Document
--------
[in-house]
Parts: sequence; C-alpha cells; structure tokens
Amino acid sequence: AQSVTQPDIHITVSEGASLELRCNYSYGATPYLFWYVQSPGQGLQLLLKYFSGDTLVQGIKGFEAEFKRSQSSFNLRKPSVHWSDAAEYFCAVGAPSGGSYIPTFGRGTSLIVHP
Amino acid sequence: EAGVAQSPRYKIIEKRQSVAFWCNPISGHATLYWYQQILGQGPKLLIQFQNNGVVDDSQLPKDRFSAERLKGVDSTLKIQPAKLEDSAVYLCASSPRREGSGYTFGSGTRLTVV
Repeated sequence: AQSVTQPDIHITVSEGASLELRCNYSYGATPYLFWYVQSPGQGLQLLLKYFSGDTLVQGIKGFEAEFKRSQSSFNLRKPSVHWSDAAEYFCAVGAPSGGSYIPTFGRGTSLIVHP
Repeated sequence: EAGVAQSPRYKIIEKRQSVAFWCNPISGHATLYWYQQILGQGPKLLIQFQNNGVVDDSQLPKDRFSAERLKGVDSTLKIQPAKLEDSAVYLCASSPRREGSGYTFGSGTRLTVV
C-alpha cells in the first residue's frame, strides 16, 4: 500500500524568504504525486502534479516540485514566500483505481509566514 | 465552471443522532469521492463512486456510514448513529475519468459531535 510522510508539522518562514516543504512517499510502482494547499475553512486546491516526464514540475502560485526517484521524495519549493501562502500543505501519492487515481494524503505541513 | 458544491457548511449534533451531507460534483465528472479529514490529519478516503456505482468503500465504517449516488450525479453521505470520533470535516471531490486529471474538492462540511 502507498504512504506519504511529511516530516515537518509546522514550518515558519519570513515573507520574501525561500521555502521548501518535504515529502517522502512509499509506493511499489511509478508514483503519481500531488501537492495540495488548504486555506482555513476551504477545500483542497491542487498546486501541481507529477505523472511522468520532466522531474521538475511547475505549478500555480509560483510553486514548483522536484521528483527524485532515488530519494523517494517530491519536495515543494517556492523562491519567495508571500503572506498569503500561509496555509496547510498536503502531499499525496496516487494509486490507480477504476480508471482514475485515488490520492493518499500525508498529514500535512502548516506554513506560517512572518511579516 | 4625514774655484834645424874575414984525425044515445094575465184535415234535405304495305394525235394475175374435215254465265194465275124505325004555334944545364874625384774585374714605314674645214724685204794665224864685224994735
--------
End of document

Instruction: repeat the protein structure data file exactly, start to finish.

[in-house]
Parts: sequence; C-alpha cells; structure tokens
Amino acid sequence: AQSVTQPDIHITVSEGASLELRCNYSYGATPYLFWYVQSPGQGLQLLLKYFSGDTLVQGIKGFEAEFKRSQSSFNLRKPSVHWSDAAEYFCAVGAPSGGSYIPTFGRGTSLIVHP
Amino acid sequence: EAGVAQSPRYKIIEKRQSVAFWCNPISGHATLYWYQQILGQGPKLLIQFQNNGVVDDSQLPKDRFSAERLKGVDSTLKIQPAKLEDSAVYLCASSPRREGSGYTFGSGTRLTVV
Repeated sequence: AQSVTQPDIHITVSEGASLELRCNYSYGATPYLFWYVQSPGQGLQLLLKYFSGDTLVQGIKGFEAEFKRSQSSFNLRKPSVHWSDAAEYFCAVGAPSGGSYIPTFGRGTSLIVHP
Repeated sequence: EAGVAQSPRYKIIEKRQSVAFWCNPISGHATLYWYQQILGQGPKLLIQFQNNGVVDDSQLPKDRFSAERLKGVDSTLKIQPAKLEDSAVYLCASSPRREGSGYTFGSGTRLTVV
C-alpha cells in the first residue's frame, strides 16, 4: 500500500524568504504525486502534479516540485514566500483505481509566514 | 465552471443522532469521492463512486456510514448513529475519468459531535 510522510508539522518562514516543504512517499510502482494547499475553512486546491516526464514540475502560485526517484521524495519549493501562502500543505501519492487515481494524503505541513 | 458544491457548511449534533451531507460534483465528472479529514490529519478516503456505482468503500465504517449516488450525479453521505470520533470535516471531490486529471474538492462540511 502507498504512504506519504511529511516530516515537518509546522514550518515558519519570513515573507520574501525561500521555502521548501518535504515529502517522502512509499509506493511499489511509478508514483503519481500531488501537492495540495488548504486555506482555513476551504477545500483542497491542487498546486501541481507529477505523472511522468520532466522531474521538475511547475505549478500555480509560483510553486514548483522536484521528483527524485532515488530519494523517494517530491519536495515543494517556492523562491519567495508571500503572506498569503500561509496555509496547510498536503502531499499525496496516487494509486490507480477504476480508471482514475485515488490520492493518499500525508498529514500535512502548516506554513506560517512572518511579516 | 4625514774655484834645424874575414984525425044515445094575465184535415234535405304495305394525235394475175374435215254465265194465275124505325004555334944545364874625384774585374714605314674645214724685204794665224864685224994735